NEURAL REPRESENTATION OF AUDITORY STIMULI IN DIFFERENT BEHAVIORAL PARADIGMS IN FERRET FRONTAL CORTEX
Shamma, Shihab A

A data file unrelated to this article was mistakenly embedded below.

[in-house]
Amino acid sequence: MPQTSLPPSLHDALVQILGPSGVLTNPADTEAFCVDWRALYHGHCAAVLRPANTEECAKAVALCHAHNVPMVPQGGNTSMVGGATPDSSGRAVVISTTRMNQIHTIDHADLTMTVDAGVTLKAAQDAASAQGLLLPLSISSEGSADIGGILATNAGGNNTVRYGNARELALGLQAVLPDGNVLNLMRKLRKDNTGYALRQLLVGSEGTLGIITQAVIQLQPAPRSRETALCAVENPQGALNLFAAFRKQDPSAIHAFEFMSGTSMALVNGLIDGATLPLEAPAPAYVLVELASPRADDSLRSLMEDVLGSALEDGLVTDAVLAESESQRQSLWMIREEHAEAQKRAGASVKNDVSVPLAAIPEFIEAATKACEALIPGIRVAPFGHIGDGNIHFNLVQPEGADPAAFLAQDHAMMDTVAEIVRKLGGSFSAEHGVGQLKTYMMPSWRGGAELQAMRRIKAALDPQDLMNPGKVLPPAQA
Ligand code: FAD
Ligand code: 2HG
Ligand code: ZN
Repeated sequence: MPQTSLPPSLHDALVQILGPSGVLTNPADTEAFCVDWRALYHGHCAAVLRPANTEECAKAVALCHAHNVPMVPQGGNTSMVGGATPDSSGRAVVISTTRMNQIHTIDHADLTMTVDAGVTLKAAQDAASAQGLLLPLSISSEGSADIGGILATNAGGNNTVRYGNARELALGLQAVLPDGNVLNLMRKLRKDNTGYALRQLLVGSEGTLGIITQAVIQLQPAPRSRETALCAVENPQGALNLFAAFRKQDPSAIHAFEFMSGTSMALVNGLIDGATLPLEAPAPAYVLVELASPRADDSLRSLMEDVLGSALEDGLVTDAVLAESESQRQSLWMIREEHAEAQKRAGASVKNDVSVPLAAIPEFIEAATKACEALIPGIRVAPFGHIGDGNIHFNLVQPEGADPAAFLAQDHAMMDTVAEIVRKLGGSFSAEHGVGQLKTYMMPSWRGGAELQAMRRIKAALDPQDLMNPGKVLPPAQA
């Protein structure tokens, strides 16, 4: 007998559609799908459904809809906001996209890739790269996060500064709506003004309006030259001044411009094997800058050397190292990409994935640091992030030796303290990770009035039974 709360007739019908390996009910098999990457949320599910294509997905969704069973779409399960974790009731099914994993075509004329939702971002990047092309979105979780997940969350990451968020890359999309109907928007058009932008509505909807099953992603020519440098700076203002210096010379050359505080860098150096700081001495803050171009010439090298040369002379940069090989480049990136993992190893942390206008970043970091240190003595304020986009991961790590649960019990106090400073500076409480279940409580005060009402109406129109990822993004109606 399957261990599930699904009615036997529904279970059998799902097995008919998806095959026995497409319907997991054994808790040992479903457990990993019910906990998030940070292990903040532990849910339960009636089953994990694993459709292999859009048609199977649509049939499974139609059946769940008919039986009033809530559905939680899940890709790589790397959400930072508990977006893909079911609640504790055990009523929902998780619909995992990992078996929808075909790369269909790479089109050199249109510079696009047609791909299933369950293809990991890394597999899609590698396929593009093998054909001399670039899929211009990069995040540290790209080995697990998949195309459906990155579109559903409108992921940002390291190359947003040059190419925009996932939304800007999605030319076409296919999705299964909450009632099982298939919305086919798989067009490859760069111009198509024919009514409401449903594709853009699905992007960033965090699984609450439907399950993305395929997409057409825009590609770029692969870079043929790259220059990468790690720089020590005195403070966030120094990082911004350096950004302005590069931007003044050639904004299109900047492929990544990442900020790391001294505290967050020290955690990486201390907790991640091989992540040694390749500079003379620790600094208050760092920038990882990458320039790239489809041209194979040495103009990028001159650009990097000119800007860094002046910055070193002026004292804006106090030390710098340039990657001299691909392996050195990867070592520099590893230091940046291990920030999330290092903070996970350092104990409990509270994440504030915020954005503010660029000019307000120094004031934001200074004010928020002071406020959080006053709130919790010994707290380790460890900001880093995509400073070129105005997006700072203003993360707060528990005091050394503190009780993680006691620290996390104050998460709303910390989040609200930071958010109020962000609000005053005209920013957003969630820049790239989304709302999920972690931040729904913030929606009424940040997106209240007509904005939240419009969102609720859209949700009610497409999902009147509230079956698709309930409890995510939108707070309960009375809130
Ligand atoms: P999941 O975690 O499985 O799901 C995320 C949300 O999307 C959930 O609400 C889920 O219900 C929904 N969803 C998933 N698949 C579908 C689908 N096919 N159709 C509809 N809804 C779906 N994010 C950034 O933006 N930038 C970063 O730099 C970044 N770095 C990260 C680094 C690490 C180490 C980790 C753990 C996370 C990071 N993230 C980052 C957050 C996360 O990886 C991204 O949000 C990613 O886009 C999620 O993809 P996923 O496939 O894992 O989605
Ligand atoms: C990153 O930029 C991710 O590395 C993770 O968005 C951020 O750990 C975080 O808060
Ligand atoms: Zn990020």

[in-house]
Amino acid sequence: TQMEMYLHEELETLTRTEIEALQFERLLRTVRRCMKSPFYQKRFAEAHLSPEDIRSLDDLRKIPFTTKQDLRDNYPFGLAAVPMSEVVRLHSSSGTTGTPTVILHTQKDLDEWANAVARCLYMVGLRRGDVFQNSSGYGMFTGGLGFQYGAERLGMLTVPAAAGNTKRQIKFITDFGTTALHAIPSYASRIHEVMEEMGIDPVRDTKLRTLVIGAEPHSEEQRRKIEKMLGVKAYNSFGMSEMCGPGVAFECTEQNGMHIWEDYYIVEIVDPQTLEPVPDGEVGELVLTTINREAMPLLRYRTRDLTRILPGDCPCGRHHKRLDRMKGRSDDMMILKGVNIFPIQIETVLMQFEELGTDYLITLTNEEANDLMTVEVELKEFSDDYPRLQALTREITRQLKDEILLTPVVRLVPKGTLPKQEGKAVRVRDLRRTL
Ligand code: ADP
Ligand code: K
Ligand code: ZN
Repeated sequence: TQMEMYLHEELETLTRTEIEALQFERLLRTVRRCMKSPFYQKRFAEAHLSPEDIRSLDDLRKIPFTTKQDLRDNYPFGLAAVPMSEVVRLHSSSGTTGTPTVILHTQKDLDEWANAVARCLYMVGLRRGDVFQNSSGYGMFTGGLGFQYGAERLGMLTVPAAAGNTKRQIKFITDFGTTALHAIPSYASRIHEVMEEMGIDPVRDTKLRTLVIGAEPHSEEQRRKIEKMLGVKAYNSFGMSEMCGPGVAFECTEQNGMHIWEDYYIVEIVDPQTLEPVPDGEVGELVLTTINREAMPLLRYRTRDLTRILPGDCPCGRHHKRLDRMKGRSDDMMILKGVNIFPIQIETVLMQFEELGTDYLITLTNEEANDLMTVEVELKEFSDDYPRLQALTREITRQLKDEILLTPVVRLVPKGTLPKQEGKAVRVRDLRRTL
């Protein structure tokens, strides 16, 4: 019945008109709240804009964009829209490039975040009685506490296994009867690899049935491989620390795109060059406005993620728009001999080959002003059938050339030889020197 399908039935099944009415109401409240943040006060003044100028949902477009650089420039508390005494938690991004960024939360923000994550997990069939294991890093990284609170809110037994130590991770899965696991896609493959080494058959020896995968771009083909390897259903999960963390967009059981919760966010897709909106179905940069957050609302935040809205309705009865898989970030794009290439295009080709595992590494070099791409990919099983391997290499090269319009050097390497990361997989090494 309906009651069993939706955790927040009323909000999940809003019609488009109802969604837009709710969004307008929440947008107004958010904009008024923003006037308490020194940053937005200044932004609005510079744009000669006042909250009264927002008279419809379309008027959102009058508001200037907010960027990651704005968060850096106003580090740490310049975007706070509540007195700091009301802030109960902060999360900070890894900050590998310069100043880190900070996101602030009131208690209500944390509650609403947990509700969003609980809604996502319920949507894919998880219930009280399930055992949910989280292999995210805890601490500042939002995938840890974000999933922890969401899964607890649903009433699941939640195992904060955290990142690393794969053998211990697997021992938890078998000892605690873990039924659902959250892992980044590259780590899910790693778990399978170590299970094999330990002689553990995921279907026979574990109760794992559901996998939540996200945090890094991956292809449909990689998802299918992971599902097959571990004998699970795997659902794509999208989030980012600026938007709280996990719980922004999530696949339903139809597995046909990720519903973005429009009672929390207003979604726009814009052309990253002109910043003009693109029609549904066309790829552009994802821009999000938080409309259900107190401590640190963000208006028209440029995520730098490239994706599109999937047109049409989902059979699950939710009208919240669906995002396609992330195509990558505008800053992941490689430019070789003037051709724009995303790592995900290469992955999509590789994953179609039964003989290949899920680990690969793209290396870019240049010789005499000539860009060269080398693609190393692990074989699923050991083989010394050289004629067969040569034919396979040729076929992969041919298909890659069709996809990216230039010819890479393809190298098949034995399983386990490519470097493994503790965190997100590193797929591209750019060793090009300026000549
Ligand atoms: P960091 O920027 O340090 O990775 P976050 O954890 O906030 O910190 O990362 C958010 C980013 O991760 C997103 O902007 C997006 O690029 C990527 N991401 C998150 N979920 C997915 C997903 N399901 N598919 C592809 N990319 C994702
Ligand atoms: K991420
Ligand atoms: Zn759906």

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The frontal cortex (FC) plays a key role in higher-order cognitive functions and goal-directed behaviors. It is also crucial for the top-down modulation of sensory processing. In auditory tasks, FC interacts with the auditory cortex (AC) dynamically, which modulates the activity of AC to adaptively process and represent task-relevant signals. Task paradigm is an essential factor that influences frontal responses and top-down modulation. The attentional effect on sensory processing varies with different behavioral requirements and reward structures. Therefore, the neural mechanisms of top-down control may vary in different behavioral task paradigms. This study investigates how the neural representation of auditory stimuli in dorsolateral FC of the ferret is shaped by task and reward structure during different behavioral tasks. The results show that frontal neurons have differential responses and selectivity during the two behavioral tasks, and diverse temporal dynamics associated with task variables.